There’s a retirement community in Florida that promises to be an adult “Disneyland” for retirees. However, the dark truth about this community may have you rethinking it entirely. The Villages in central Florida is famous for its manicured landscaping, and profuse use of golf carts is available only to those who are older than the age of fifty-five – and young visitors (children and grandchildren) have their visits limited to just thirty-days to ensure the community remains adult-focused.

However, “the Disneyland for retirees” has a dark and sinister underbelly ripe with criminal behavior, orgies, drunken mischief, and rampant racism that may shock you. Although the retirement community was designed to mimic theme parks like Disneyland with park squares and other attractions, the community is really built on a lie of make-belief history that will make you question the real motivation of the community.

Residents enjoy living in the “bubble” afforded by The Villages. AS one of the fastest-growing communities in the United States, with a population boom of 37.8 percent from 2010 to 2019 – according to the United States Census – The Villages continues to gain in popularity. Residents can purchase homes in the complex from the price of $100,000 to $1 million.

The Villages includes five zip codes, 130,000 residents, 50 golf courses, and other amenities, including grocery stores, dog parks, and more than one hundred recreation centers. The community is also known for its wild sex parties and thriving swingers scene – and its controversial, conservative politics.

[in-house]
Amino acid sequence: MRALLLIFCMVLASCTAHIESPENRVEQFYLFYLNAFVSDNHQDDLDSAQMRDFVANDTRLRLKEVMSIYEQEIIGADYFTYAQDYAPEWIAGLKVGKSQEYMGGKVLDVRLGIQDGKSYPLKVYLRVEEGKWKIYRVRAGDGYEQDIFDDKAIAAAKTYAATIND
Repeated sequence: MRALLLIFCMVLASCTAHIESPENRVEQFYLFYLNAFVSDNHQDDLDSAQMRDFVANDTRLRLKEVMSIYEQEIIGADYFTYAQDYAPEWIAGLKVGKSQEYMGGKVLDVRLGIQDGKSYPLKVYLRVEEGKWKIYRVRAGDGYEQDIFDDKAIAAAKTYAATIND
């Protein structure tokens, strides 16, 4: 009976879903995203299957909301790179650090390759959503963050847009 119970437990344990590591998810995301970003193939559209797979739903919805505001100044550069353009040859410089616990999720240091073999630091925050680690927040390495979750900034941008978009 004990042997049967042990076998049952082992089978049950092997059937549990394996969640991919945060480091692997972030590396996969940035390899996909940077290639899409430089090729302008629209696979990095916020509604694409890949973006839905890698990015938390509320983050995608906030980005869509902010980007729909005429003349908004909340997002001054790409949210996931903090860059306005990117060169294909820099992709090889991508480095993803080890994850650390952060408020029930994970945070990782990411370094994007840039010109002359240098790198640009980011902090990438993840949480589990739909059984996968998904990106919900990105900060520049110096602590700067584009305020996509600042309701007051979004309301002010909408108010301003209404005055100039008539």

However, residents fear that they were lied to when they first signed up to live in The Villages.

“I’m just saying for me, it hasn’t been the fantasy land I thought it would be, for reasons that are true to my own,” said Barbara Lochiatto, who left home in Boston to live in The Villages twelve years ago. But she can no longer afford to return to Boston and is stuck in the sex and alcohol-fueled community.

Now, a new documentary about The Villages reveals that the community is far from idyllic.

Twenty-four-year-old filmmaker, Lance Oppenheim, exposed the harsh and sinister truth of The Villages, which lies just behind its clean façade.

“I was looking for people who were on the margins, who didn’t exist inside of the same marketing brochure that everyone else did,” he told Vox. He admitted that residents practice intolerance and are protected by the insulated borders of “America’s friendliest hometown.”

Oppenheim found that the creators of The Villages went to insane lengths to hide the realities of life. Residents don’t experience crime, sickness, or death – although residents are sick and die every day in The Villages.

In conversation with Vox, the filmmaker said he found that “When you train a camera on the Villages, all you really see is artifice. So I wanted to find real people, with real problems, in an unreal place.”

Not everyone pays to live in The Villages. Dennis Dean, 81, lives in an illegally parked van and enjoys the community for free.

“The reason I came here is that I honestly figured this would be the last hurrah,” the illegal resident said. “Where else can you party seven days a week with live entertainment? It’s a great place.”

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